John Askey doesn’t particularly relish interviews and, even if he did, Saturday’s post-match post-mortem was always going to feel like an ordeal.
The manager fulfilled his duties and answered everything but, after five defeats on the bounce, he knows whatever he says in the media will sound insufficient until his team starts winning.
After repeating the ‘if we carry on working hard’ message, he’s accused of being uninspiring.
But Askey inspired Macclesfield to win the National League in 2017/18 with one of the lowest budgets in that division.
He inspired Vale out of relegation trouble when he took over in February 2019, then inspired them to an eighth-placed finish last season, well above most expectations, on an eight-game unbeaten run and seemingly destined for the play-offs before the season was cut short.
So, whether or not he can get the Vale out of this tailspin, whether or not he is given the time to try, we are not dealing with a manager who is out of his depth, who just isn’t up to it.
There’s no escaping the facts. This defeat made it five on the spin in the league – six on the spin against senior opposition if we count the FA Cup defeat to King’s Lynn and discount an EFL Trophy win over Liverpool under-21s.
From being hard-to-beat, his side are now losing when they are playing badly and, as in the second half here, are also contriving to lose when they are playing well.
They’re not getting many breaks along the way but if you concede three sloppy goals then it’s asking a lot to get a result regardless of referees’ decisions or unlucky ricochets in the six yard box.
In the last month, Vale have transformed from a side that had the best defensive record in the league but struggled to score, to a team that has to score because they can’t keep clean sheets.
Results had been more damning than the overall performances with the defeats to Tranmere, Scunthorpe and Newport.
But for the first time at Stevenage last Tuesday, the players seemed affected by those results, bereft of confidence with a performance which, for all bar the last ten minutes, was the worst of the season.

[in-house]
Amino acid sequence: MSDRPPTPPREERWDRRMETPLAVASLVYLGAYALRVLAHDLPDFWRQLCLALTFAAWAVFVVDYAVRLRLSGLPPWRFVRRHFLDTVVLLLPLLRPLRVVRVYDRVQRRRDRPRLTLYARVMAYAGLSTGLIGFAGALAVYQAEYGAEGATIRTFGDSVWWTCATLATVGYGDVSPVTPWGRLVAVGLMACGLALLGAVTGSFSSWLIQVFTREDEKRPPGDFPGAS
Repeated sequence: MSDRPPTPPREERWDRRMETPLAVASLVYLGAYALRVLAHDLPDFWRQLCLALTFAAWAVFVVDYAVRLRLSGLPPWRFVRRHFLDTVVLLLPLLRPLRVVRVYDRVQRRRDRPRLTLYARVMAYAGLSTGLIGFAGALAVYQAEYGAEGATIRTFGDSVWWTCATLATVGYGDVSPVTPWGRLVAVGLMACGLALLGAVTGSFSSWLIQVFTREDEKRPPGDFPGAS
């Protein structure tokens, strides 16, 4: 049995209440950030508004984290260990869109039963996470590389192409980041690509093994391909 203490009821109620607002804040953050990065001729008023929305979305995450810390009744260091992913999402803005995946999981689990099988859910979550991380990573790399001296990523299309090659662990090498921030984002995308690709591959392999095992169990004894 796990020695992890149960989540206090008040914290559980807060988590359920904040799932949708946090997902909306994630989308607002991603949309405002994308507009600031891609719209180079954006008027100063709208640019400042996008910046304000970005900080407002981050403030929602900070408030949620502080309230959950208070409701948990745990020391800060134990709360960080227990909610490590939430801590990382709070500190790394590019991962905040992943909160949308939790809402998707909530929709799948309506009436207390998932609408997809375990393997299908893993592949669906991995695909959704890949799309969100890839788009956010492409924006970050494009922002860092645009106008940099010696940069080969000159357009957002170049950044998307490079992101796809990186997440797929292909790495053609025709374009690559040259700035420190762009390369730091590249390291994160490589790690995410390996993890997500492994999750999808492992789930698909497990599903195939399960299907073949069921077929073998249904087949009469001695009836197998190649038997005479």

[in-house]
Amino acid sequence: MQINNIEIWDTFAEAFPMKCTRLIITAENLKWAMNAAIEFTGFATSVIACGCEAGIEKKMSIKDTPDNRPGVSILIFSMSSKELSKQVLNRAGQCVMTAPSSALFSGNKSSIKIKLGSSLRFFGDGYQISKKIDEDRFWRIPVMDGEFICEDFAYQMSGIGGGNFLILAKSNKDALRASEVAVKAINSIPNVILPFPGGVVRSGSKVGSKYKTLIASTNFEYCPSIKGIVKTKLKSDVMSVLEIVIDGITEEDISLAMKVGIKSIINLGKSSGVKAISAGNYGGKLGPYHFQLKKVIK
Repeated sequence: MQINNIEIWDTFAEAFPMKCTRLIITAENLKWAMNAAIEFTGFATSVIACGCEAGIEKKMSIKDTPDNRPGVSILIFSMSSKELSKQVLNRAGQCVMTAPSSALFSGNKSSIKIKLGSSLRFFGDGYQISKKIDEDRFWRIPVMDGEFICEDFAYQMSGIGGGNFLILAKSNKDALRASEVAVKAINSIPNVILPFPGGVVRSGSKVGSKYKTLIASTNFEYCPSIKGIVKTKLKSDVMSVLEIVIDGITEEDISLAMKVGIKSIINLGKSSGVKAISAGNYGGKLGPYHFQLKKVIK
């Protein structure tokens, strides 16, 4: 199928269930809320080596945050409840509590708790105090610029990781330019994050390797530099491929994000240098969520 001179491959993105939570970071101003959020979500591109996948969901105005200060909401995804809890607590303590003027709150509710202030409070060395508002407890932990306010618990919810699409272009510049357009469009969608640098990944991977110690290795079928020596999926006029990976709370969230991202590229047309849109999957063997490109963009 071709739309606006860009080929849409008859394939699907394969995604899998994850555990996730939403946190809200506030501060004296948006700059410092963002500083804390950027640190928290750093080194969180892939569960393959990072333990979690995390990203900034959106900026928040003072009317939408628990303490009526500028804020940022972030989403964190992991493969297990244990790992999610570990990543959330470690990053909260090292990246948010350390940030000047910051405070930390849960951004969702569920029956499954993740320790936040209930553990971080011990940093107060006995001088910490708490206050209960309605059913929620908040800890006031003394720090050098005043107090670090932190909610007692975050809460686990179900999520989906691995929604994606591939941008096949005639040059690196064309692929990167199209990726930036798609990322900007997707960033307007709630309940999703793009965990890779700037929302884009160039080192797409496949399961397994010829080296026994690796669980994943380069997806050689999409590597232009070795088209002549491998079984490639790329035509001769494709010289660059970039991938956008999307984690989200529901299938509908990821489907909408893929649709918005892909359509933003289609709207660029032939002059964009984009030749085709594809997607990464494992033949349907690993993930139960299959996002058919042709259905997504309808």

So, there was a sense of Askey’s reign unravelling, of an unstoppable losing momentum during the first half on Saturday when Leyton Orient reached the break 2-1 up and deservedly so.
Vale had got the start they wanted when Leon Legge headed home Dave Worrall’s corner at the back post on eight minutes, but that lead only lasted for three minutes when Louis Dennis crossed for Danny Johnson to place a header past Scott Brown for his 13th goal of the season.
It got worse, much worse, on 31 minutes when Vale conceded a goal made up of misunderstandings and plain bad luck.
Dennis’ shot would have been harmless had it not scuttled to Johnson in the area. His shot was blocked by Nathan Smith who leaped to his feet to clear but drilled the ball against David Fitzpatrick who had run back to help. That sent it looping over Scott Brown who had to try to make up ground and was facing his own goal when Leon Legge slid in to somehow stop the ball crossing the line – only for the rebound to drop straight to Conor Wilkinson who thumped it into the roof of the net.
The goal clip might make it on to You’ve Been Framed, sandwiched between grandpa falling over the Christmas tree, mince pie on the ceiling, and dad missing the paddling pool with his somersault off the trampoline.
No wonder Orient, looking for their third straight win, started knocking the ball about with composure while Vale looked disjointed and desperate.
It would have been hard to make a case for the manager if his side had produced another 45 minutes like that. Instead, they spent the second half pounding away at the Orient defence, moving the ball quickly, closing the opposition down and creating chances.
This didn’t look like an unmotivated team or one indifferent to the fate of the man in the technical area.
The goal they deserved arrived from an unlikely source on 76 minutes. Cristian Montano was Vale’s best player in the second half, but even so it was going some for him to cut inside look up from 25 yards and bend the ball into the far top corner with his weaker right foot.
But while Vale required an exceptional goal to get back into the game as a succession of loose balls in the penalty area failed to drop their way, Leyton Orient were able to land the telling last punch with a hopeful swing as Vale failed to keep their guard up.
An 86th-minute corner was only half cleared and returned to the far post where James Brophy squeezed it past Scott Brown. All Vale’s hard work was undone – again. Of these five successive league defeats, they have conceded the winner in the 86th minute or later three times.
Orient’s manager Ross Embleton said: “From our perspective it was a bit of a smash and grab, but to come away with three goals you are expected to get the three points.
“It was about us hanging on and coming away with a point.
“But this shows the spirit in the group, our appetite to defend and that we can be deadly at the other end.”
For Askey, it was about emphasising that his team’s fortunes will change if they keep showing the same commitment, that one good result will lift their confidence and start a winning run.
It’s difficult for him because he’s having to repeat the same message as the losing sequence goes on. That doesn’t mean he’s wrong but he badly needs a result to prove it.